Gathering, rippling and retting

Although I’ve been quiet on the blog there has been lots of activity on the flax front since I last posted. At the twineworks we had a second harvest/ flax gathering on the 2nd of October when many local growers brought in their homegrown bundles. It was a gloriously sunny and very social day – thanks to all those who made it along.


On the 14th October the ‘Ropewalkers’ exhibition opened at OSR where work by myself, Andy Parker and Simon Whetham has been on display for the past three weeks. A few photos of my work included in the show below. A review by Richard Povall has just been published on the a-n website, click here to read it.


Just over a week ago I was at the twineworks where together with Ross Aitken from the Coker Rope and Sail Trust we rippled and began retting some of the flax. Rippling involves combing the seed heads from the bundles which are then retted by submerging and weighing down the flax in water. It also used to be done out in the surrounding fields using the dew.

This bacterial process breaks down the lignin in the stalks of the plants and the fibres start to separate from the outer layers of the stem. In warmer weather it can take a week but as it’s now November and rather chilly I think it’ll be a few weeks before it ready to get out. It’s quite hard to know exactly what we’re looking when it’s ‘ready’ as we’re just going from written information. Under retted flax makes it difficult to separate the fibre and over retted means the fibres are damaged so there is a sweet spot of readiness – fingers crossed we find it!

Once retted the flax is dried (again) and then broken, scotched and that should leave you wit the raw fibres. Which then have to be hackled, dressed and spun to turn the fibres into yarn. It is all so labour intensive it amazes me this was ever a profitable process, even with extremely cheap labour. Hopefully on the next open day at the twineworks on Saturday the 26th November we will start the next stage – do come along if you’re in the area.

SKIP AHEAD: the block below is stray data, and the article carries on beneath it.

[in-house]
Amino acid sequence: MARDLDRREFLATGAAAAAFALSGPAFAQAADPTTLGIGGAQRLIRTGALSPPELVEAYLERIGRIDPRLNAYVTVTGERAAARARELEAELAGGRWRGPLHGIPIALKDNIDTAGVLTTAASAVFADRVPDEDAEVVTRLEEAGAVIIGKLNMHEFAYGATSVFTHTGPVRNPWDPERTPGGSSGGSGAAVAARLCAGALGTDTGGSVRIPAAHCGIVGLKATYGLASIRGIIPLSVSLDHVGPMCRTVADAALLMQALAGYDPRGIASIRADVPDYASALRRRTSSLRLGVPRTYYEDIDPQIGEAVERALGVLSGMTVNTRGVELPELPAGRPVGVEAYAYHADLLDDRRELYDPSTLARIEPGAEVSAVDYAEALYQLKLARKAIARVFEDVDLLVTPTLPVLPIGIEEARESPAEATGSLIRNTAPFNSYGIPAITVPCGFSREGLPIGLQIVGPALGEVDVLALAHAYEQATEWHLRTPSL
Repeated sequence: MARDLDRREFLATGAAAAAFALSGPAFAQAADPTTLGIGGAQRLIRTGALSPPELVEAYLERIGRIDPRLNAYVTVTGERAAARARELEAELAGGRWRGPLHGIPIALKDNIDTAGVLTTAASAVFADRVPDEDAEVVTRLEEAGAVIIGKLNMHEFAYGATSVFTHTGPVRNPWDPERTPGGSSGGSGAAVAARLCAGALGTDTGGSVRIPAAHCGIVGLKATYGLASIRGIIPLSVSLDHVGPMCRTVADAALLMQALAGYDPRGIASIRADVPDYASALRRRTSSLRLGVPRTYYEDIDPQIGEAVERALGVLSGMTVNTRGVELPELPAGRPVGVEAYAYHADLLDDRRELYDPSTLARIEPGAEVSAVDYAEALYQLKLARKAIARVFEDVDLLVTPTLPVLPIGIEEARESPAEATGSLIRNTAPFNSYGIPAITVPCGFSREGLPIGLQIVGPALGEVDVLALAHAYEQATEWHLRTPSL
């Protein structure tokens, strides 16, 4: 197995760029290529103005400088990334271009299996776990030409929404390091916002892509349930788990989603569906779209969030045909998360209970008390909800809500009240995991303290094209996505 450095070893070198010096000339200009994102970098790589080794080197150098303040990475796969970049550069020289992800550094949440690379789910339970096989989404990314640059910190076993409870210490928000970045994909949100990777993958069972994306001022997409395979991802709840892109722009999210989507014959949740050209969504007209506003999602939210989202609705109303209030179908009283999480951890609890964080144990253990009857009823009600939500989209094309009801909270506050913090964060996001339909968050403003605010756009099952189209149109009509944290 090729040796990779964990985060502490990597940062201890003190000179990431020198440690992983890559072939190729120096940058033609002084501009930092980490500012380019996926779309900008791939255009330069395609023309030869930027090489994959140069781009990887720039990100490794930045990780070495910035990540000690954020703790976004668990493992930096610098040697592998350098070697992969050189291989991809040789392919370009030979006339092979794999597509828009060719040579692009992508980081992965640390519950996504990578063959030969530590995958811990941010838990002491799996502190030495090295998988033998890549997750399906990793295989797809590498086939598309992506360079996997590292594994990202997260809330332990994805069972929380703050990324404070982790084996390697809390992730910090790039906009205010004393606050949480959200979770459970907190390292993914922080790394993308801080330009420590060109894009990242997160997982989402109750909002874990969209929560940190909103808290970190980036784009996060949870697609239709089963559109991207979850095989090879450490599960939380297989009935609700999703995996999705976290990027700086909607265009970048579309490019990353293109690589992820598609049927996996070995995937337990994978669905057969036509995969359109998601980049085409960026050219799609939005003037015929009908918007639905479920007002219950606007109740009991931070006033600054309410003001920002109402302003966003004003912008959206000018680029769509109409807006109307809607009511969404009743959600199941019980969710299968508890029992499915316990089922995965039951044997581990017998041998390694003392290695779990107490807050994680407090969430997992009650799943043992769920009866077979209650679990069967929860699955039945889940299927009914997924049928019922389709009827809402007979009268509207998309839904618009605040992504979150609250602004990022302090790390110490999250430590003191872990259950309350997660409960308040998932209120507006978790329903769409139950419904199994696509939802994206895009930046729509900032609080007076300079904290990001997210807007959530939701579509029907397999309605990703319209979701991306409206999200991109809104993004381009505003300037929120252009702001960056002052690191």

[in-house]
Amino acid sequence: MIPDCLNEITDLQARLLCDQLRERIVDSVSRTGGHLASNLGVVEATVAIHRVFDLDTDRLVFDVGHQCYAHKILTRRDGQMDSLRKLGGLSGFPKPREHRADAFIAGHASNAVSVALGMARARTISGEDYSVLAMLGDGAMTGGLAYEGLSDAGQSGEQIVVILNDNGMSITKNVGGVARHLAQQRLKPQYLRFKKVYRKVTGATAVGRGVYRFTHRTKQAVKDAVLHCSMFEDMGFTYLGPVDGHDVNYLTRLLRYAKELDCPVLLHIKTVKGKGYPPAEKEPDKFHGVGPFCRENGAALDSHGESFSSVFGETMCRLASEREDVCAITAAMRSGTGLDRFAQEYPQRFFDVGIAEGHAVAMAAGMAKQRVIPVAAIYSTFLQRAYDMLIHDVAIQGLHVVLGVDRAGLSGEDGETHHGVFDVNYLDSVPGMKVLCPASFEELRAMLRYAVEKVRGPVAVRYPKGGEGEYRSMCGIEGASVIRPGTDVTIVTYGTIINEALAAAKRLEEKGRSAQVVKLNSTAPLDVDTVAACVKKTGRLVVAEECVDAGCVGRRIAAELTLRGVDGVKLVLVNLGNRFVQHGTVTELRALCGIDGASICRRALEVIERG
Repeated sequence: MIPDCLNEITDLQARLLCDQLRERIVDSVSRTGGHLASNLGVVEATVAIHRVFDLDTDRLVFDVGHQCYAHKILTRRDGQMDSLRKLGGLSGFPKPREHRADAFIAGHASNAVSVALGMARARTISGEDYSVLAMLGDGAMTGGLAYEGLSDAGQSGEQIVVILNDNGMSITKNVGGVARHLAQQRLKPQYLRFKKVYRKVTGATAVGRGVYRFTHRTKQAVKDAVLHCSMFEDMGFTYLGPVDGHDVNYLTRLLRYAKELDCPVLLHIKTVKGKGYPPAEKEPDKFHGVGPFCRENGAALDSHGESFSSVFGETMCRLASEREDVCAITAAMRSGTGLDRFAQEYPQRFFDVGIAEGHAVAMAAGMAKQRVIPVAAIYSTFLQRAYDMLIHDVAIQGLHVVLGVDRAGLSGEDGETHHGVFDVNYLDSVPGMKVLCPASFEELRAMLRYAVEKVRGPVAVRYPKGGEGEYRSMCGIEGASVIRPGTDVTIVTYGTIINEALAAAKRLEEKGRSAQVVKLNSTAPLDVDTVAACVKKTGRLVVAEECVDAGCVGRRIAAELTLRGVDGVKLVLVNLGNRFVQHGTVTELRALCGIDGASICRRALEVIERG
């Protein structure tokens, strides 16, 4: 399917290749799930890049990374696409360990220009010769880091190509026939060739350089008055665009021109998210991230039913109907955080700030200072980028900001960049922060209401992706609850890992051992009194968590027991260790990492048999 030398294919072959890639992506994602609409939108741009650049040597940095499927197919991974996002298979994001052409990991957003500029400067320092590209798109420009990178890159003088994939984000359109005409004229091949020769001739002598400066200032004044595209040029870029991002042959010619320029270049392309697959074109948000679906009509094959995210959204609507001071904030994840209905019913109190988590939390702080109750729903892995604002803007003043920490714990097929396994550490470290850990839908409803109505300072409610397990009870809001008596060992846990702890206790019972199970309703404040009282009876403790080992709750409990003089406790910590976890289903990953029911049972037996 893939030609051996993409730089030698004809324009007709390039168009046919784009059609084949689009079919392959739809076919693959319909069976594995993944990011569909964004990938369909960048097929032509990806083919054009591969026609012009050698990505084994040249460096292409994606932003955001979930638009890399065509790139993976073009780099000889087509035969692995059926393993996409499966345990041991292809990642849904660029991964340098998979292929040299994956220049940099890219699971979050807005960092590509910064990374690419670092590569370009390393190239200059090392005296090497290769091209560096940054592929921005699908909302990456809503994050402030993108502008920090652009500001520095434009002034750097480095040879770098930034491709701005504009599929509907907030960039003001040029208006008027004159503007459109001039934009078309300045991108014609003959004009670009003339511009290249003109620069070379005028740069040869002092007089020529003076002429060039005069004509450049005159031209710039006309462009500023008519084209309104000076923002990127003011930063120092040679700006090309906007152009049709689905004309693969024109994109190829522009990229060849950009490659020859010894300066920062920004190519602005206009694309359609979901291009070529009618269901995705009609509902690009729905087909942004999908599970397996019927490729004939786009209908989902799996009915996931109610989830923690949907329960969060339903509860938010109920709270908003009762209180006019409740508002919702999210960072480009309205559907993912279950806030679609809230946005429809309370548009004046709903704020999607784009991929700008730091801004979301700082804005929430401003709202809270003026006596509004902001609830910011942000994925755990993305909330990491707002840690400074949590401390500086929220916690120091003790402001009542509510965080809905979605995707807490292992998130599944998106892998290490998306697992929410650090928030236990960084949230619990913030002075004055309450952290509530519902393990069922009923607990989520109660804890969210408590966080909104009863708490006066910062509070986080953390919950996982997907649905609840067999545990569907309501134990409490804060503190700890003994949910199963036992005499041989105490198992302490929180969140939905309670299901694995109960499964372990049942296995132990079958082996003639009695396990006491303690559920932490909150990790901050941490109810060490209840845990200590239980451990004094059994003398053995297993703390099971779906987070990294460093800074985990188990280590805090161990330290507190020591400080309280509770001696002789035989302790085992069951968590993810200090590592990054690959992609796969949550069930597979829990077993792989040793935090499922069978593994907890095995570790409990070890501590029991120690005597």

Harvest at twineworks

Oops. Where did August go?

My attempt to do a regular blog has ground to a halt over the summer. Luckily the flax has been doing the exact opposite and has been busy growing away ten to the dozen. Two of the plots in West Coker were over my waist and and most other peoples patches seem to have produced a very good crop too.


I went down to pull some the last weekend of August at Dawes Twineworks. It was their monthly open day as there were quite a few people there it turned into a nicely communal harvest. Thunder was rumbling around but the sun shone as we pulled a lot of stooks. All hanging in the rope walk to dry. There is one patch waiting to be pulled in October.

After harvesting hang your flax “roots up” in a dry place for a few weeks.

If you are free on Sunday the 2nd October then bring it along to Dawes Twineworks in West Coker for the Flax Gathering. If you want to send it to me to be processed along with the Coker flax then get in touch with me for a postal address.





First flower!

First flax flowers (& raspberries) on the allotment. Woop!

The plants in the background were sown a few weeks after so are still catching up. I was also very excited to see a couple of other patches on the site. Not sure who the owners are, I’ll have to find out somehow – maybe I’ll leave them notes if I don’t see them about.

Many thanks to those of you sending in photo updates of your flax, I’ve posted some below. A couple of people are asking how to harvest the flax. Two or three weeks after all the flowers are over the plants will start to turn yellow. You then grab the stalks and pull them up from the soil, roots intact. Tie them up in a bundle (also called a stook) and store in a dry place until you are ready to process.

Details of harvest event in West Coker to be confirmed soon.




Experiments in netting

Last week I was on holiday near Bridport which was once the centre of the rope-making industry in the South West. Flax and hemp grown in West Coker were possibly sent there to be spun into yarn then returned to West Coker to be made into twine or canvas. It’s quite hard to work out the movements of the material but there was certainly some back and forth, with different villages and towns having distinct specialisms. The reputation of Coker canvas was so great that the Bridport manufacturers began to use the village in their address “Bridport, near Coker” to lend their products the same assurance of quality.